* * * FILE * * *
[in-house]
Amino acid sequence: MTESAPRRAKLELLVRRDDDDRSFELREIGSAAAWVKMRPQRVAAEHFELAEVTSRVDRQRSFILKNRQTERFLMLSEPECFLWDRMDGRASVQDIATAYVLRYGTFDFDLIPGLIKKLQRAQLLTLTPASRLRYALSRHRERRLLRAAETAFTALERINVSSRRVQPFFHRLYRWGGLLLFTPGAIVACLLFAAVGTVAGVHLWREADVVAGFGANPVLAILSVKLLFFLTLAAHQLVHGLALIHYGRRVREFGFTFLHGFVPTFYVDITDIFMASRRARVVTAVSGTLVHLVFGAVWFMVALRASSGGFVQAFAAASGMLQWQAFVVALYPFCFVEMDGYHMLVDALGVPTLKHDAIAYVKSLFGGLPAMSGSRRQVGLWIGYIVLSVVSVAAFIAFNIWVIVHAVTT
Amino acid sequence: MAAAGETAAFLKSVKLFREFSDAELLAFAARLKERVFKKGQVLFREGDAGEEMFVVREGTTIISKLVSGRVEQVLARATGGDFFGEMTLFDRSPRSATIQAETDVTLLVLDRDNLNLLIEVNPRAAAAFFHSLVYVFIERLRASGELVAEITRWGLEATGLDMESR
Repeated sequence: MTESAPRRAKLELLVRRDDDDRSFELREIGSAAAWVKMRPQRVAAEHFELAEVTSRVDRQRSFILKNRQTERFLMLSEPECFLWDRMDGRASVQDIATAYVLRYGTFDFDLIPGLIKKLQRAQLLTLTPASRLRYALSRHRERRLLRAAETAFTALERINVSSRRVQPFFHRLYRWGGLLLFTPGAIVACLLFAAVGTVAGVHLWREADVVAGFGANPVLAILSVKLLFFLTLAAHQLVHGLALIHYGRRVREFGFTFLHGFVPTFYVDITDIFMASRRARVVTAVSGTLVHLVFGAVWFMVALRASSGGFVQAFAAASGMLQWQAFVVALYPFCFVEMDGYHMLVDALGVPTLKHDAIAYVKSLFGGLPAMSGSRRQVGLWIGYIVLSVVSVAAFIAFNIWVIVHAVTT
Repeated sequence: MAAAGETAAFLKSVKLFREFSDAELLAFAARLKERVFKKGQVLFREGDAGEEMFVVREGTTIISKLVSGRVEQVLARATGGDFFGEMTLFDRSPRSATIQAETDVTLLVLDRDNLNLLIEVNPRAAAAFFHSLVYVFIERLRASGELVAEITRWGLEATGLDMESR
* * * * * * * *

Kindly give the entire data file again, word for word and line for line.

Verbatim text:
[in-house]
Amino acid sequence: MTESAPRRAKLELLVRRDDDDRSFELREIGSAAAWVKMRPQRVAAEHFELAEVTSRVDRQRSFILKNRQTERFLMLSEPECFLWDRMDGRASVQDIATAYVLRYGTFDFDLIPGLIKKLQRAQLLTLTPASRLRYALSRHRERRLLRAAETAFTALERINVSSRRVQPFFHRLYRWGGLLLFTPGAIVACLLFAAVGTVAGVHLWREADVVAGFGANPVLAILSVKLLFFLTLAAHQLVHGLALIHYGRRVREFGFTFLHGFVPTFYVDITDIFMASRRARVVTAVSGTLVHLVFGAVWFMVALRASSGGFVQAFAAASGMLQWQAFVVALYPFCFVEMDGYHMLVDALGVPTLKHDAIAYVKSLFGGLPAMSGSRRQVGLWIGYIVLSVVSVAAFIAFNIWVIVHAVTT
Amino acid sequence: MAAAGETAAFLKSVKLFREFSDAELLAFAARLKERVFKKGQVLFREGDAGEEMFVVREGTTIISKLVSGRVEQVLARATGGDFFGEMTLFDRSPRSATIQAETDVTLLVLDRDNLNLLIEVNPRAAAAFFHSLVYVFIERLRASGELVAEITRWGLEATGLDMESR
Repeated sequence: MTESAPRRAKLELLVRRDDDDRSFELREIGSAAAWVKMRPQRVAAEHFELAEVTSRVDRQRSFILKNRQTERFLMLSEPECFLWDRMDGRASVQDIATAYVLRYGTFDFDLIPGLIKKLQRAQLLTLTPASRLRYALSRHRERRLLRAAETAFTALERINVSSRRVQPFFHRLYRWGGLLLFTPGAIVACLLFAAVGTVAGVHLWREADVVAGFGANPVLAILSVKLLFFLTLAAHQLVHGLALIHYGRRVREFGFTFLHGFVPTFYVDITDIFMASRRARVVTAVSGTLVHLVFGAVWFMVALRASSGGFVQAFAAASGMLQWQAFVVALYPFCFVEMDGYHMLVDALGVPTLKHDAIAYVKSLFGGLPAMSGSRRQVGLWIGYIVLSVVSVAAFIAFNIWVIVHAVTT
Repeated sequence: MAAAGETAAFLKSVKLFREFSDAELLAFAARLKERVFKKGQVLFREGDAGEEMFVVREGTTIISKLVSGRVEQVLARATGGDFFGEMTLFDRSPRSATIQAETDVTLLVLDRDNLNLLIEVNPRAAAAFFHSLVYVFIERLRASGELVAEITRWGLEATGLDMESR